Throughout Beloved, Toni Morrison depicts a fictional account of the real troubles that escaped African-American slaves faced after the Civil War. The novel gives a voice to those who were denied one, African American women in particular. The story's time scheme undermines the conventional idea of writing chronologically; instead, Morrison juxtaposes the past and the present to arouse forgotten experiences and emotions. From the beginning, Morrison suggests that love can be a mixture of passion, need, lust, loyalty, and blood, which he portrays in many different ways throughout the novel.
The very notion of love is challenged in one particular scene in which the main character Sethe, an escaped slave on the run, exercises motherly love to justify killing her baby daughter Beloved; however, was it the right thing to do as schoolteacher came through 124 to take the family back to Sweet Home? Through this scene, Morrison challenges his audience to contemplate whether a life of servitude is worse than not giving someone a chance at life. Considering that Sethe herself was a former slave and managed to escape, how does the audience know that the baby could not have done the same? Sethe narrates the scene to Paul D while displaying her struggle to determine whether or not she did the "right" thing by killing Beloved. Morrison highlights the internal conflict that she faces as this is the only time Sethe shares own personal account of what happened. Sethe's motivation for killing Beloved is not so clearly defined, but through close examination, the novel challenges if Sethe was carrying out true love or selfish pride to escape the horrors of slavery.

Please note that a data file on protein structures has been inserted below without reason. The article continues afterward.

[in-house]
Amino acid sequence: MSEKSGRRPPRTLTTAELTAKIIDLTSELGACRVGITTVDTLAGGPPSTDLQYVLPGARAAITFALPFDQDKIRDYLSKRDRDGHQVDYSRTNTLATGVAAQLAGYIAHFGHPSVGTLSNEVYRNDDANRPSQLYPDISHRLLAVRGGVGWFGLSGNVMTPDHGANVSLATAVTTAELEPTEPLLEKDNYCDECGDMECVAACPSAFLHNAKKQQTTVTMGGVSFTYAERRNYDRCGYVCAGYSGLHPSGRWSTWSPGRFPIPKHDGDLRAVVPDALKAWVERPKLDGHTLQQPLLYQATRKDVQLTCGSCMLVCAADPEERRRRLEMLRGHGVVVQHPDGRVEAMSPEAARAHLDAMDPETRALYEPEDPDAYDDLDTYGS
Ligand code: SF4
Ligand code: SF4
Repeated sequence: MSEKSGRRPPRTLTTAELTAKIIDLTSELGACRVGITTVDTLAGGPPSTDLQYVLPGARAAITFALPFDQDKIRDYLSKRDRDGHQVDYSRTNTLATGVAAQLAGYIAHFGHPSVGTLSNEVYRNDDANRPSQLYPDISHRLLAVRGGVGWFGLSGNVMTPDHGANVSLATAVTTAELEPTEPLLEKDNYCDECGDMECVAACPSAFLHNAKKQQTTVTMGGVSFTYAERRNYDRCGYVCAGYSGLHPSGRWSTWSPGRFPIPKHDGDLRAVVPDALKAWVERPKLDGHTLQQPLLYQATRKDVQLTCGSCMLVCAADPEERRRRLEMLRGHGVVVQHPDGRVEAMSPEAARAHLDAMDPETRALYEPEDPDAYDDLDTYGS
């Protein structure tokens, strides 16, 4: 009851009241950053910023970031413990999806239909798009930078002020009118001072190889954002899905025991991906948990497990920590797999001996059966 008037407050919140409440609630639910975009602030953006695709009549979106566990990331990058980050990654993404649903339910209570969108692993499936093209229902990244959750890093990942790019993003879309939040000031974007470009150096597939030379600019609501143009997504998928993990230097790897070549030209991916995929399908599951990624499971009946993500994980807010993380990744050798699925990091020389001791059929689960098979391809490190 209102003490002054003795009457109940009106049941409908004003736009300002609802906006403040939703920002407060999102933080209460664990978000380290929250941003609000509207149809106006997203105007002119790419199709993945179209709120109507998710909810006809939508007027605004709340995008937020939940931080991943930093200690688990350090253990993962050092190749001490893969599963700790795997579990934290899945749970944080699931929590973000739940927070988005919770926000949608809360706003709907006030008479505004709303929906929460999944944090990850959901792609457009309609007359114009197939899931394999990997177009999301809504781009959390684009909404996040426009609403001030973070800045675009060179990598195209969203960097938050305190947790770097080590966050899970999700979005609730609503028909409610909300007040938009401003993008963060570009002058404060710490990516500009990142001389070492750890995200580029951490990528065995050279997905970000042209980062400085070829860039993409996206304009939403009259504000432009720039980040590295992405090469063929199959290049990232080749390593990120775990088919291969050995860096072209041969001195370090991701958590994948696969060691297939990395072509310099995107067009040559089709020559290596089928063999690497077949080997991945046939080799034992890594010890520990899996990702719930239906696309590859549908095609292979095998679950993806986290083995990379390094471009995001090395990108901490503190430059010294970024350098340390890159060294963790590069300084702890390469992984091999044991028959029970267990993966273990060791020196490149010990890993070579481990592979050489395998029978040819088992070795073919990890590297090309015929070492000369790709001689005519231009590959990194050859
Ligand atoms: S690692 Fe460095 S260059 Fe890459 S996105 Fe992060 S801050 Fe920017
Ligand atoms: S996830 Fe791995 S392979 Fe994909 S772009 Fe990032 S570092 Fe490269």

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The stereotype of slavery involves shackles, chains, and back-breaking work. What many ignore, however, is the impact of the psychological and emotional bondage of slavery. In order for a slave to be truly free, he has to escape physically first; once that is accomplished, he has to confront the horror of his actions and the memories that a life in chains has left behind. Morrison criticizes the stereotypes of that time while emphasizing the class differences through the different accounts of the events that transpired. Despite schoolteacher seeing Sethe as an inhumane "barbarian for her actions "Morrison suggests through Sethe's narration that her act was one of love.
While at Sweet Home, Sethe cannot take care of her children because they are viewed merely as property; when Sethe is at 124, she can truly "love" her children because there is no higher governing force than her own. When schoolteacher attempts to return Sethe to a life of servitude, she realizes she has the power to control the destiny of her own children. Sethe soon felt hummingbirds were picking at her head then she "Collected every bit of life she had made, all the parts of her that were precious and fine and beautiful, and carried, pushed, dragged them through the veil, out, away, over there where no one could hurt them" (Morrison 190). Sethe's dangerously protective bond of her children illustrates her deep hatred for the outside world, which is mainly caused by the institutions of slavery.